More Than A Puff Piece

More Than A Puff Piece

Review: Kirby and the Forgotten Land

Of all Nintendo’s beloved mascots, Kirby has, for a while now, been the one who fits most awkwardly into a modern game. A character obviously designed with the limitations of the original Game Boy in mind, Kirby was, and remains, a sphere with blobby hands and feet, an uncomplicated cutie whose games tend to be easy to finish. None of this has changed for The Forgotten Land, a game that hits a lot of familiar beats and isn’t as complicated as many of Nintendo’s bigger series. But even Kirby himself doesn’t need to evolve, The Forgotten Land suggests that the games around him still can.

In Kirby and the Forgotten Land, the eponymous puffball is ripped into an alternate dimension that has clearly suffered through an apocalyptic event. Cities that seem to have been built for humans lie in ruin, and beasts stalk through each level. Signs of modernity abound, but the malls, power plants, and stretches of road you encounter are long abandoned. It’s an interesting setting for a Kirby game, and this is also the first entry in the long-running series to move the action to a 3D space. As it turns out, this is a very natural fit for the series, and The Forgotten Land feels very much of a piece with earlier Kirby adventures while also pushing new boundaries.

The gameplay is not as big a shake-up as the setting is, but there’s some refinement here. The levels are linear, with a clear start and end point, but there’s a great sense of depth to them. Kirby is tasked with rescuing his friends, the Waddle Dees, but just reaching the end of a level will only save three of the 10-or-so friends hidden in each level. The real meat of the game comes from exploration, from trying every pathway, looking for every hidden nook or cranny, figuring out the many optional puzzles throughout each level. It’s clear that a lot of thought and planning has gone into the level design – barrelling forward is still fun, but I found myself spending as much time as I could in each level, hunting for clues and taking every optional path.

As usual, Kirby is defined by his copy ability—suck up certain enemies with Kirby’s vacuum-like mouth and you’ll gain their powers, which can then be used to move through each level and hunt for secrets. The assortment of powers here will be familiar if you’ve played other Kirby games – there are swords, bombs, ice and fire, and a few others – but The Forgotten Land deepens the usual system with an extensive upgrade mechanic. By finding Blueprints scattered around each level, and then completing bespoke challenge levels for each different power-up to earn a special currency, you can unlock different forms for each weapon. The bombs, for example, can be upgraded into chain bombs that turn large areas into explosive trigger points, and then upgraded again into homing bombs that actively seek out enemies. This gives the game a great sense of progression as Kirby grows more powerful and is a great incentive to play through all the challenges, which are not only fun but a great way of learning each ability inside and out.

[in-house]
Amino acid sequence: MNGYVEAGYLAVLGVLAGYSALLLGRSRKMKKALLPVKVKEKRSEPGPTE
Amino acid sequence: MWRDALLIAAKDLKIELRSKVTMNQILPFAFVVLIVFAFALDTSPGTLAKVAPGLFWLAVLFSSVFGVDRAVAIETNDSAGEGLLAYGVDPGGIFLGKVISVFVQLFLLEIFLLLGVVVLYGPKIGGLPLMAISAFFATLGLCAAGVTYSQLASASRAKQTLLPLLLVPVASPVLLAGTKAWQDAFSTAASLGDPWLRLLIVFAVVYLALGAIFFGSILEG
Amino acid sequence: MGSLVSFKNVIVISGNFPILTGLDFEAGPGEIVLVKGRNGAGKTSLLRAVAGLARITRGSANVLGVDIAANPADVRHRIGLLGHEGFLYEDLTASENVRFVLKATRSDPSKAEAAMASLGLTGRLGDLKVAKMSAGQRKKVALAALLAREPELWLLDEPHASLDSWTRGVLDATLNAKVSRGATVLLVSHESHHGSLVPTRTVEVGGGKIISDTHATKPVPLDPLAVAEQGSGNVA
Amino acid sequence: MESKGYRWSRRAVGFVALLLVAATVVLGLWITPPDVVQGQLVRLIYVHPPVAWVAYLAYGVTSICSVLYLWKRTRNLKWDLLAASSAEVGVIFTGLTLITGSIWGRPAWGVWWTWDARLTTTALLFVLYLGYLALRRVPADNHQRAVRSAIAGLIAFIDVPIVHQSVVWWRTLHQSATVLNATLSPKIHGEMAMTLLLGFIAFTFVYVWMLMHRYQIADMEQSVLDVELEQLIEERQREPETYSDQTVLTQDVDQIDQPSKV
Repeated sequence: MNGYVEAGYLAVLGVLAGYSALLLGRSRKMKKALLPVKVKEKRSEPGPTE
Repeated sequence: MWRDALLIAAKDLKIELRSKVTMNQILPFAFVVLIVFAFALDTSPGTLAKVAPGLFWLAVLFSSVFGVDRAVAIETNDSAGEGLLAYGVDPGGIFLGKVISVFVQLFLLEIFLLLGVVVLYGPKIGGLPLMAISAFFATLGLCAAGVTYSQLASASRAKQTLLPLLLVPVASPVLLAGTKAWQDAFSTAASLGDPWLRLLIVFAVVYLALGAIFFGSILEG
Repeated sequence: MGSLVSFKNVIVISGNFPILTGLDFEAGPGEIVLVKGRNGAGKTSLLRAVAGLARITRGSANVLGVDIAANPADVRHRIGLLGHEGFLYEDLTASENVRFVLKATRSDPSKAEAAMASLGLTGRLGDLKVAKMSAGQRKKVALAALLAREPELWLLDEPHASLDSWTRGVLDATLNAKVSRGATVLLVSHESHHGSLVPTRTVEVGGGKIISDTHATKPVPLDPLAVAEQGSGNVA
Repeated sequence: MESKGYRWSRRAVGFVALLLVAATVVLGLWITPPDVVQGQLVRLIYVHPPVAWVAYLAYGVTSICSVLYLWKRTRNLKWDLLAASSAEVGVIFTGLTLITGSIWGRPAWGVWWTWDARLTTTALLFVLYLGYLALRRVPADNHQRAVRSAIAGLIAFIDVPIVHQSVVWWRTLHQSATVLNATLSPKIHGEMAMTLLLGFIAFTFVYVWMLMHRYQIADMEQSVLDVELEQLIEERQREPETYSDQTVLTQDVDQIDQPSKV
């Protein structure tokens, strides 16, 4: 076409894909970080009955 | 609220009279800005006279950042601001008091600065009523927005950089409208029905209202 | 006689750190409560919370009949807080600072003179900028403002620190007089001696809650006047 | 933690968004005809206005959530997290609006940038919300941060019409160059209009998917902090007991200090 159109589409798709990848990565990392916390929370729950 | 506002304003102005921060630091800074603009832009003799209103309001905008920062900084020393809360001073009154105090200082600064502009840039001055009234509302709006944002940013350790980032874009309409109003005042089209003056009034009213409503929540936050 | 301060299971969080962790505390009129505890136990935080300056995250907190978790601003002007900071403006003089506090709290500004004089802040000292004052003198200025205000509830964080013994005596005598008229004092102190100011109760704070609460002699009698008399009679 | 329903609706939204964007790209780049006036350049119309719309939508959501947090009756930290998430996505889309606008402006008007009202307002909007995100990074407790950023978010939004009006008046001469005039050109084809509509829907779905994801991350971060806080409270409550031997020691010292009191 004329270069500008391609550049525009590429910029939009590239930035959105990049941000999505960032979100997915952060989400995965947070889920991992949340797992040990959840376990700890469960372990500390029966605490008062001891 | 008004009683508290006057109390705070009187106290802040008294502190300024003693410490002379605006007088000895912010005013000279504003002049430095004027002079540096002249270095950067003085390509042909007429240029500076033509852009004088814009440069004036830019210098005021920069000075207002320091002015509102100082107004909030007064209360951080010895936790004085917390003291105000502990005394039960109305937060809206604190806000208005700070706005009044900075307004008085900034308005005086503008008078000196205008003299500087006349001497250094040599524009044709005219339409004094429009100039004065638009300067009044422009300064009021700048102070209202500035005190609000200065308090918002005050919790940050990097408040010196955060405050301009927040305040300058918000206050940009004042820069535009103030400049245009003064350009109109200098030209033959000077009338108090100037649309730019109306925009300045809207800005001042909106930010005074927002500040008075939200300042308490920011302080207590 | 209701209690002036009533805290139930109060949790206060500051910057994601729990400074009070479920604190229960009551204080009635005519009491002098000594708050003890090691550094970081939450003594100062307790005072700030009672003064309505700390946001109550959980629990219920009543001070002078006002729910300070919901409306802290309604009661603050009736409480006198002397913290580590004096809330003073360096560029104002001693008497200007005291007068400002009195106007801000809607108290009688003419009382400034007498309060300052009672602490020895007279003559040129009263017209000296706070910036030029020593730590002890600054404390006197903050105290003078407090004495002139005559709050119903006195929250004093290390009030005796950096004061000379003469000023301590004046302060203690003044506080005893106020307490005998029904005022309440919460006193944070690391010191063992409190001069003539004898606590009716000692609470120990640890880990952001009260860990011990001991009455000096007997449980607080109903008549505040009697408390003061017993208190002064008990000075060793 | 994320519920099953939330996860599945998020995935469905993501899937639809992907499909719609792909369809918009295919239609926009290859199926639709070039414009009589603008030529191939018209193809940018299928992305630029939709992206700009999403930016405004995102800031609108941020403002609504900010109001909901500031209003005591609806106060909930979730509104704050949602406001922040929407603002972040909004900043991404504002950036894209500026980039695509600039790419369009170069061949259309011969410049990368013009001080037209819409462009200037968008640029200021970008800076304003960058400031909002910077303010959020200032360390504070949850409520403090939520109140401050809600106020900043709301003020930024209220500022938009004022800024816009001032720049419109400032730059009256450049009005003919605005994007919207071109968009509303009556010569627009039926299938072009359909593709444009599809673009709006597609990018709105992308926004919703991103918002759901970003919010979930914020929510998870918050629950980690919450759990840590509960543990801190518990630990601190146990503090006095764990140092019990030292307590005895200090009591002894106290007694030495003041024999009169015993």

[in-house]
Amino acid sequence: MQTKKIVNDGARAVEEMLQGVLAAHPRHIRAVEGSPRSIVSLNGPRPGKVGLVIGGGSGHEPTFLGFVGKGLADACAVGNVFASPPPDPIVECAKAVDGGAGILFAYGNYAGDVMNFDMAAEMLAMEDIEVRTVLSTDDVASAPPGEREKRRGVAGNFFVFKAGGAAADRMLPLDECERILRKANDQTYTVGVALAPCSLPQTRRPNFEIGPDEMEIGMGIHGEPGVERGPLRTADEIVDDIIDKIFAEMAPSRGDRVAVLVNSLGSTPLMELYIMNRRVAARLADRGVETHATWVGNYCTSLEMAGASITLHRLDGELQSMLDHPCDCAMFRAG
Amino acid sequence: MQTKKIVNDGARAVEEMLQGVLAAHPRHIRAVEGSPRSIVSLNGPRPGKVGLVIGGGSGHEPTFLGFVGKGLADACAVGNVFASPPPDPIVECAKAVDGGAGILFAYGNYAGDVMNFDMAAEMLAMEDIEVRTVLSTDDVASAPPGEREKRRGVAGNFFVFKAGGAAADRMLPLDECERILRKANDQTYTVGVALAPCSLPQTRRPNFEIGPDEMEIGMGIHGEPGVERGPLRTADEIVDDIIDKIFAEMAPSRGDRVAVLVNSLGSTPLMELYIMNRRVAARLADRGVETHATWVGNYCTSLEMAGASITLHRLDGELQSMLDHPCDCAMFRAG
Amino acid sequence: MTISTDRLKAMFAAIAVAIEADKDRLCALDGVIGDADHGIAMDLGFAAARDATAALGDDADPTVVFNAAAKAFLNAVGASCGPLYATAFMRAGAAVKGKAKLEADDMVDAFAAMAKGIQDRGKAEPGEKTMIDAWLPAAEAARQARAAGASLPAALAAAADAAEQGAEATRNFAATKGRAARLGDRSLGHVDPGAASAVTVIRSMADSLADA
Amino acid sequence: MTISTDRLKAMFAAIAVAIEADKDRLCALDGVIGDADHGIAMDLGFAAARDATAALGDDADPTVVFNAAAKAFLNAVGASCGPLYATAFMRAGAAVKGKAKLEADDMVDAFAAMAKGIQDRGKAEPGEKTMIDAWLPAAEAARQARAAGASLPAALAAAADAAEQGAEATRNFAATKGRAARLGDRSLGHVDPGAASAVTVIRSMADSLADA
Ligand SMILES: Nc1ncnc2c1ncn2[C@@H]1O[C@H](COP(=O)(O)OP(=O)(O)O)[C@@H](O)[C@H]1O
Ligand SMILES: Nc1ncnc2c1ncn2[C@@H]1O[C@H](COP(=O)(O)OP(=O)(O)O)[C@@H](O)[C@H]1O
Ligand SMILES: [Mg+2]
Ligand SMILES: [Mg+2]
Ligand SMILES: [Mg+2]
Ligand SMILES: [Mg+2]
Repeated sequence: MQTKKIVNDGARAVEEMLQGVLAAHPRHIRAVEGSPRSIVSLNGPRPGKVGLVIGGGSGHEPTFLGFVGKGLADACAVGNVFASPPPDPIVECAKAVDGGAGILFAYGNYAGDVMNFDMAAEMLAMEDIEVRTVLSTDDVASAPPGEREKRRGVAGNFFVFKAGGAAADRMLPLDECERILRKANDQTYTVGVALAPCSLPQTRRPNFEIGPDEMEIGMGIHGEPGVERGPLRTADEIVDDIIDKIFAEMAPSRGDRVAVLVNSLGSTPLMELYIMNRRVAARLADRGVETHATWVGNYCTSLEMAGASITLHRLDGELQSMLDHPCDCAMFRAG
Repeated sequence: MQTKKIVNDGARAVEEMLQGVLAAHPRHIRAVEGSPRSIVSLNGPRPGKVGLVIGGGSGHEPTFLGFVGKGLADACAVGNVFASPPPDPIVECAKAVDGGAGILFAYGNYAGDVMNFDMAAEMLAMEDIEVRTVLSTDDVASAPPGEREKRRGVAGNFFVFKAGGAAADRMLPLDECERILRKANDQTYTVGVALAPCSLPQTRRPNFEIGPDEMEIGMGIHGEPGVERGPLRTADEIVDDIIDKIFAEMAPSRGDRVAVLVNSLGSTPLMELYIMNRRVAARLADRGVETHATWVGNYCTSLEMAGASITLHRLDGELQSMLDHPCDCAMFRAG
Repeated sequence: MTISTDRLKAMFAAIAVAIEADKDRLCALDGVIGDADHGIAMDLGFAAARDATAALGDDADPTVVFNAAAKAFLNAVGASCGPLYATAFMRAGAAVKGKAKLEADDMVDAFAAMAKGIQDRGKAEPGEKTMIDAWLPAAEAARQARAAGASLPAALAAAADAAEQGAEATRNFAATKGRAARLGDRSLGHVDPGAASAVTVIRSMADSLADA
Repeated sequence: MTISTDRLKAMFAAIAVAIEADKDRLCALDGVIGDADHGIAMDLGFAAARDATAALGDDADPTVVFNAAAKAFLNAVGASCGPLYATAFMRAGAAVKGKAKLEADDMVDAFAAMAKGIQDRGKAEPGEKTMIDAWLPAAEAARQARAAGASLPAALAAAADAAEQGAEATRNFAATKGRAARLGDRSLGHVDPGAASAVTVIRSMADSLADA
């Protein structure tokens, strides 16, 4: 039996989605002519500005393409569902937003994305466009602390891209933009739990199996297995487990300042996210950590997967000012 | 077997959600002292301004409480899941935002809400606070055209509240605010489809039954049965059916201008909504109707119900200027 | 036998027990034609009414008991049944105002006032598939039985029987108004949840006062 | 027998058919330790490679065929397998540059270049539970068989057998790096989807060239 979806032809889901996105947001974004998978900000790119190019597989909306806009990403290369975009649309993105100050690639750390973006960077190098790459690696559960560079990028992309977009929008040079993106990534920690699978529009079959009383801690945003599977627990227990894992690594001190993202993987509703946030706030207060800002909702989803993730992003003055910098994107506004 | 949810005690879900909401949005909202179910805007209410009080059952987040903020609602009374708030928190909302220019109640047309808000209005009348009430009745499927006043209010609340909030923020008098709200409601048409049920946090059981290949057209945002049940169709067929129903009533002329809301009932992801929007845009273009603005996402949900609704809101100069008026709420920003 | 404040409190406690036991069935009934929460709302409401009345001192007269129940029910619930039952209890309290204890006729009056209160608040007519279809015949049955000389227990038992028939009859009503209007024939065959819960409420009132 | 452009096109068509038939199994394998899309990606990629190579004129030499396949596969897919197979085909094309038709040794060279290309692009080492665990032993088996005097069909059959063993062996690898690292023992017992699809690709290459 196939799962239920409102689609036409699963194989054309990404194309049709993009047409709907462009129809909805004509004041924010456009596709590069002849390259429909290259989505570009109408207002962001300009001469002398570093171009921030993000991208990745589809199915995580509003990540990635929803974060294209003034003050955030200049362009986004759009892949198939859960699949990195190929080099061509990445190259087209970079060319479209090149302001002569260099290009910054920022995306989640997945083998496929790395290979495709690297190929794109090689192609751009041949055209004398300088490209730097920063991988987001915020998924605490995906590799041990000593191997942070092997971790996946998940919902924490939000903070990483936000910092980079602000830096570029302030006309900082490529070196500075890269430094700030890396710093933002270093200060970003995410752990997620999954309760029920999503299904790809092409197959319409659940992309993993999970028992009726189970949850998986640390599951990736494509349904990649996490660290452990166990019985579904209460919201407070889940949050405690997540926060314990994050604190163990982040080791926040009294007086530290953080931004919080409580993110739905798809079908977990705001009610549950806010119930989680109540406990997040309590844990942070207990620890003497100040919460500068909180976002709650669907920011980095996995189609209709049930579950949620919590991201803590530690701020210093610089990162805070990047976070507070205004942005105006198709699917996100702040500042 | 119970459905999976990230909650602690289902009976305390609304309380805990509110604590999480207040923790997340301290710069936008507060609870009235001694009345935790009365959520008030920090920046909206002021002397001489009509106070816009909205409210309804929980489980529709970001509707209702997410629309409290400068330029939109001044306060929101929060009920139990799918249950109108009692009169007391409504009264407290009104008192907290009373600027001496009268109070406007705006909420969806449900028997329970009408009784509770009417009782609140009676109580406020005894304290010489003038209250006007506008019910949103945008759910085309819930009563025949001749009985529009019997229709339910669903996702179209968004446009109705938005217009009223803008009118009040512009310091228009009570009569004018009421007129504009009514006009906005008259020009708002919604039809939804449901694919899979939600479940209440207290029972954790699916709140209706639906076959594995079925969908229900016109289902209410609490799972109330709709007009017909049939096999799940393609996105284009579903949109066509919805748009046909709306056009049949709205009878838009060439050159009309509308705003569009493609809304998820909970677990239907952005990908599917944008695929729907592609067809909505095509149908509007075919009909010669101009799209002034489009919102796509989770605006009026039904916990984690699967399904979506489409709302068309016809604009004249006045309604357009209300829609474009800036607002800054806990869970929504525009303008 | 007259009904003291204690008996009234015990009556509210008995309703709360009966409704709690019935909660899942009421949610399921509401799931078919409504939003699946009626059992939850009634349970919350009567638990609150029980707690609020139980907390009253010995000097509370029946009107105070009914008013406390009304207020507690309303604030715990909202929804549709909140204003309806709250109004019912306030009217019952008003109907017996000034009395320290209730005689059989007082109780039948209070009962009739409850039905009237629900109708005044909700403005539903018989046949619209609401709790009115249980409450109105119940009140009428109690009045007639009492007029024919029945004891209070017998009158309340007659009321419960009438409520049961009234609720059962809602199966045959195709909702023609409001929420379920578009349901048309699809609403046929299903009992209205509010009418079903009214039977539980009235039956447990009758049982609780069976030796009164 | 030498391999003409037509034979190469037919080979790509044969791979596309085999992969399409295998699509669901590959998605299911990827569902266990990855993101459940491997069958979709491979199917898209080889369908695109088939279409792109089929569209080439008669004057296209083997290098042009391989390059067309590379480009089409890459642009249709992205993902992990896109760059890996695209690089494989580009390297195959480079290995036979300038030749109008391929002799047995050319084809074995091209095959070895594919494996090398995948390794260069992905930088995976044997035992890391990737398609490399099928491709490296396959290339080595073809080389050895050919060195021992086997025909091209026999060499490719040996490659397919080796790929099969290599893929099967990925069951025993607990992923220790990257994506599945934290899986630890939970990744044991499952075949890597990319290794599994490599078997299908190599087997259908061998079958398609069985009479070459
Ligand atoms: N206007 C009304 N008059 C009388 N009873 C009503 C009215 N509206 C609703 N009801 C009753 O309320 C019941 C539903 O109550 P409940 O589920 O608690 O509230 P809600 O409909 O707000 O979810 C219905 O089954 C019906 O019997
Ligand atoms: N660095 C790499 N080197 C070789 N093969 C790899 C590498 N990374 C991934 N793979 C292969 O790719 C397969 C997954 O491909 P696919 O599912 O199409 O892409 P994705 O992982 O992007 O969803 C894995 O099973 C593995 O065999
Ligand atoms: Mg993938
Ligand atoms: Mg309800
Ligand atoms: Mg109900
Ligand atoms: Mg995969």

Totally new to The Forgotten Land is “Mouthful Mode”, which lets Kirby swallow up bigger objects and assume their shape.Kirby can take on the shape of a fast-driving car, a ground-smashing traffic cone, a can-spitting vending machine, and several others. While the uses for these different Kirby shapes end up being a little thin – the first time you use each form, you’ll basically see everything it can do – they help to give the game a greater sense of variety.

Reaching the end credits of The Forgotten Land is not difficult, but that doesn’t mean that playing through isn’t a rich experience. Completing the game 100% requires beating the more challenging post-game levels, finding all Waddle Dees, and completing numerous other activities. Kirby and the Forgotten Land is moreish enough that I found myself being drawn back after the credits rolled to try and get my completion percentage up.

You can even play through each level in two player co-op, with one player taking on the role of a spear-wielding Waddle Dee. The second player won’t have as much fun as Kirby, as they can’t use any copy abilities or mouthful mode, but it’s a great way to involve a young child or someone with less gaming experience. Since a second player can drop in or out at any time there’s no pressure to perform.

It’s a perfect fit for a series as welcoming and light as Kirby.Kirby might not be a system seller in the way Mario, Zelda, and Pokémon are, but at its best the series is rich in the same sort of Nintendo magic that those series possess. Kirby and the Forgotten Land is the best Kirby game ever made, and a great reminder that a character as simple as Kirby can still have a great deal of depth. Think of Kirby and the Forgotten Land as the talented younger brother of Super Mario Odyssey – not quite as gifted or exciting, but following in similar footsteps.

Kirby and the Forgotten Land is available now exclusively on Nintendo Switch.

James O’Connor has been reviewing games since 2008


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